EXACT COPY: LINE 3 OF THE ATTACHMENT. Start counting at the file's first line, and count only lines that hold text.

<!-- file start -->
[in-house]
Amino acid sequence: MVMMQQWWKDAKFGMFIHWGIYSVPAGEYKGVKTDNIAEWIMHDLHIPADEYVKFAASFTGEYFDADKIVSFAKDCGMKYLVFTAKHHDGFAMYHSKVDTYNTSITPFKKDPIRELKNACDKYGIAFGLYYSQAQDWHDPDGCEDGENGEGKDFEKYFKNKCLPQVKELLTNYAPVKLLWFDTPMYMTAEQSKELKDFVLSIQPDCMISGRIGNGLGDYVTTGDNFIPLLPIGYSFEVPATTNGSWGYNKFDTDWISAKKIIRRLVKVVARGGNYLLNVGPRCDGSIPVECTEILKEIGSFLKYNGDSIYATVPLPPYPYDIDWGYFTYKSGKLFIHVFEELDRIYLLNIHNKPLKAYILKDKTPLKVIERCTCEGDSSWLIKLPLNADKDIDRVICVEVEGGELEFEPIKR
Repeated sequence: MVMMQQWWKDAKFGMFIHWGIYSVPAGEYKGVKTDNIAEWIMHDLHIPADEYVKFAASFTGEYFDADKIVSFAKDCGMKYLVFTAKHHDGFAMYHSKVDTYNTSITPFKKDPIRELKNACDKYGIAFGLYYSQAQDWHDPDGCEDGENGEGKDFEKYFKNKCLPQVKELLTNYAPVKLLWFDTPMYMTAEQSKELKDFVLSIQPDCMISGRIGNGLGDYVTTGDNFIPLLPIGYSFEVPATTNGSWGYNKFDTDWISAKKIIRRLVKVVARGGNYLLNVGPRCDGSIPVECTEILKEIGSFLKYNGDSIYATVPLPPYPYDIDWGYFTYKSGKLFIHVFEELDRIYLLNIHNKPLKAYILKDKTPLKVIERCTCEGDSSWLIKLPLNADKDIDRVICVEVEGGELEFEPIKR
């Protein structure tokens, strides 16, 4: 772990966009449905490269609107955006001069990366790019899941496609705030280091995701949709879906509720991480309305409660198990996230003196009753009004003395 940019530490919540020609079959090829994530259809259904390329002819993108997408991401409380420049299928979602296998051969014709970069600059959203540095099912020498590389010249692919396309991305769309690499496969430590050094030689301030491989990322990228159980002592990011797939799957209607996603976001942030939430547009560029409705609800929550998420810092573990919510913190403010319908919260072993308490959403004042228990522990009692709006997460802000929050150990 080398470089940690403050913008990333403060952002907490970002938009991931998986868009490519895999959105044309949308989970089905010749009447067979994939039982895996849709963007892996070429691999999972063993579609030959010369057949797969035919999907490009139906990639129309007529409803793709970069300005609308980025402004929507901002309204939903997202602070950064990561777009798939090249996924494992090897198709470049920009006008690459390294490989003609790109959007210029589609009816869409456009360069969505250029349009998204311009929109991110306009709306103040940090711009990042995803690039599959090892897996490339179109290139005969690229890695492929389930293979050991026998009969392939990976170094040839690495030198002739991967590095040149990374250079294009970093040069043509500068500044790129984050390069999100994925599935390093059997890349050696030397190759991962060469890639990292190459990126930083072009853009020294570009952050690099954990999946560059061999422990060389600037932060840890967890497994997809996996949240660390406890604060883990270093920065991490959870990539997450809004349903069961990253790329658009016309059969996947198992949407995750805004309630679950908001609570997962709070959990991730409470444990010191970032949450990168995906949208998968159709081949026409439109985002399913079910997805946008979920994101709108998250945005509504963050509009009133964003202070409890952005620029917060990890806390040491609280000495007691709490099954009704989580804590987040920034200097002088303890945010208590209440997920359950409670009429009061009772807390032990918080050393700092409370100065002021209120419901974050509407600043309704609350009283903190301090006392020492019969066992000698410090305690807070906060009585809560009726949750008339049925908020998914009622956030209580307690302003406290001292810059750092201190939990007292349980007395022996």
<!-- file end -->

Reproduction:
Repeated sequence: MVMMQQWWKDAKFGMFIHWGIYSVPAGEYKGVKTDNIAEWIMHDLHIPADEYVKFAASFTGEYFDADKIVSFAKDCGMKYLVFTAKHHDGFAMYHSKVDTYNTSITPFKKDPIRELKNACDKYGIAFGLYYSQAQDWHDPDGCEDGENGEGKDFEKYFKNKCLPQVKELLTNYAPVKLLWFDTPMYMTAEQSKELKDFVLSIQPDCMISGRIGNGLGDYVTTGDNFIPLLPIGYSFEVPATTNGSWGYNKFDTDWISAKKIIRRLVKVVARGGNYLLNVGPRCDGSIPVECTEILKEIGSFLKYNGDSIYATVPLPPYPYDIDWGYFTYKSGKLFIHVFEELDRIYLLNIHNKPLKAYILKDKTPLKVIERCTCEGDSSWLIKLPLNADKDIDRVICVEVEGGELEFEPIKR